[What is necessary for the discharge of our social duties must, as we have before said, be allowed: yet even that is rather to be submitted to from necessity than be sought from choice. The whole of the Apostle’s argument extends to this. He supposes, that, as “the whole world lieth in wickedness,” it is almost impossible for a believer to be much in union with it without contracting some defilement. Hence he says, in reference to all who would divert us from the path of duty, or impede in any way our spiritual progress, “Come out from among them and be separate, and touch not the unclean thing.” Aware how soon “evil communications will corrupt good manners,” his advice is like that of Solomon, “enter not into the path of the wicked, and go not in the way of evil men: avoid it, pass not by it, turn from it and pass away [Note: Proverbs 4:14-15.].” In a word, the true line of conduct seems to be that which a physician would follow in the time of a pestilential disease. He would go amongst the infected from a sense of duty, and with a desire to do them good: but he would not make them his companions, nor stay longer with them than his duty, and their necessities, required: and both before and after his visit, as well as during his intercourse with them, he would use all proper means to preserve himself from the contagion which he had reason to apprehend.]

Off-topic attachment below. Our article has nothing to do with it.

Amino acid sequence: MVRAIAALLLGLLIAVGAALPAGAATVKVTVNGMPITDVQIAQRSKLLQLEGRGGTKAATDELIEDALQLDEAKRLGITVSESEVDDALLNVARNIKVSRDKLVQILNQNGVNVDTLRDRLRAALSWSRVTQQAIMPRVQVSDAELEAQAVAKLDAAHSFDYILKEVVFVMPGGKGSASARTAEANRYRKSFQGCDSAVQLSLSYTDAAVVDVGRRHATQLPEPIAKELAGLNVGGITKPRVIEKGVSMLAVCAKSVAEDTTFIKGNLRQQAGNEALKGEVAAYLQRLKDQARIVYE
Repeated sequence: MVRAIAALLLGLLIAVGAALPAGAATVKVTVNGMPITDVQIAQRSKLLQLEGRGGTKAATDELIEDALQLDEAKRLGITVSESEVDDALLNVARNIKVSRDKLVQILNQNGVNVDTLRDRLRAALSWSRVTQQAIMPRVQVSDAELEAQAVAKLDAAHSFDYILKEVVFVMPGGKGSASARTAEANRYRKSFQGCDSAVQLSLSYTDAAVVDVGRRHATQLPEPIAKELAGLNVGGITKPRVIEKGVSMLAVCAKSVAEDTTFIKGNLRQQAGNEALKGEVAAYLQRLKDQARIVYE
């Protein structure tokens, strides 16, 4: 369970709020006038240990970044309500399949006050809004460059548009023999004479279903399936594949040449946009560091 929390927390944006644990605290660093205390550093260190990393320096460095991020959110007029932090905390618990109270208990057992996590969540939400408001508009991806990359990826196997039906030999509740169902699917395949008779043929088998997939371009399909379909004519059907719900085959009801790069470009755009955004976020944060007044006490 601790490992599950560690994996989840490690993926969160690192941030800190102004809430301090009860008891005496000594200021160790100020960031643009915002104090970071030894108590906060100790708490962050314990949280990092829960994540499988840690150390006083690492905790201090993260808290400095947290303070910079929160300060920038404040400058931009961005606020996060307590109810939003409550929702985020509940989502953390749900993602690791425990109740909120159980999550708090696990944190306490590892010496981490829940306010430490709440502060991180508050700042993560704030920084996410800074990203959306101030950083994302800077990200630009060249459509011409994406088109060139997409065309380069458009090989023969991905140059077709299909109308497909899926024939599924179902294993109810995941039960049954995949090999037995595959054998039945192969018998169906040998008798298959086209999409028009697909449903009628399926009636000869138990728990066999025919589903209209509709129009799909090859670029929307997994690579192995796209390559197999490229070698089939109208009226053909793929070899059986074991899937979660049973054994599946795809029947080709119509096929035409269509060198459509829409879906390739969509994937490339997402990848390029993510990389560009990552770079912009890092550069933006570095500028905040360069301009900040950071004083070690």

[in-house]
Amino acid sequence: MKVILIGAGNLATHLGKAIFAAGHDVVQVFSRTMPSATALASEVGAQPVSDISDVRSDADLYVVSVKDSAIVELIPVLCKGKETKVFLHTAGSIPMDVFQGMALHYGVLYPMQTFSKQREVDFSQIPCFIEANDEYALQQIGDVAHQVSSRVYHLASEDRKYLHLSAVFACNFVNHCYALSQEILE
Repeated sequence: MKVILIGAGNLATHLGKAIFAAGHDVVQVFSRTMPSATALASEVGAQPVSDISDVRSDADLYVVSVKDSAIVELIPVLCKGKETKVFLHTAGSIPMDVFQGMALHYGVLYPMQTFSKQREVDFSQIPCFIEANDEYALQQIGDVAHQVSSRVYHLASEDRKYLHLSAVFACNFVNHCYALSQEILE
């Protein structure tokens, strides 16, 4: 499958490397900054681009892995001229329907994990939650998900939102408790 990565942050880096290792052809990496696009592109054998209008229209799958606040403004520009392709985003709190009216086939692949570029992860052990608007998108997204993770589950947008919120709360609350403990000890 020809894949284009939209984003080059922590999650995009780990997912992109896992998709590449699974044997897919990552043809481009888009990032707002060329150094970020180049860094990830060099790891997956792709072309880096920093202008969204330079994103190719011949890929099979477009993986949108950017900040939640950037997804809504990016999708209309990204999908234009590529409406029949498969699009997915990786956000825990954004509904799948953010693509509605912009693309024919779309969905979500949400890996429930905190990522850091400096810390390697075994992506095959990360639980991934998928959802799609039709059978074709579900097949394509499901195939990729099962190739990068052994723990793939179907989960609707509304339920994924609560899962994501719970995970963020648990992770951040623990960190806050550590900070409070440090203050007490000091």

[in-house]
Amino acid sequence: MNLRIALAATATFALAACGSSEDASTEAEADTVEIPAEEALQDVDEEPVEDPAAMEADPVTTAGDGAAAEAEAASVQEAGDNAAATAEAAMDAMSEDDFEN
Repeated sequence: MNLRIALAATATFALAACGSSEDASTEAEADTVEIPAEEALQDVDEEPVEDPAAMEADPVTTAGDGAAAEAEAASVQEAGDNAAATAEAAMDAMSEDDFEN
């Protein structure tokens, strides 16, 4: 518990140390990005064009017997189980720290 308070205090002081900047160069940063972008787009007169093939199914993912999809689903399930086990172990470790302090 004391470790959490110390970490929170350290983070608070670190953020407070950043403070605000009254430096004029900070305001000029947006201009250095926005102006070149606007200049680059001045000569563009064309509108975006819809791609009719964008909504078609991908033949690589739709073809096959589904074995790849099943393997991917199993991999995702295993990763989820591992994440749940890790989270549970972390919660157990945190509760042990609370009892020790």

Such being the separation from the world which Christianity requires, we proceed to shew,
Whence the necessity for it arises—
On this part of the subject the Apostle speaks very fully: and, because of the perfect conviction of his own mind, he addresses us in a way of appeal, determining to make us judges in our own cause.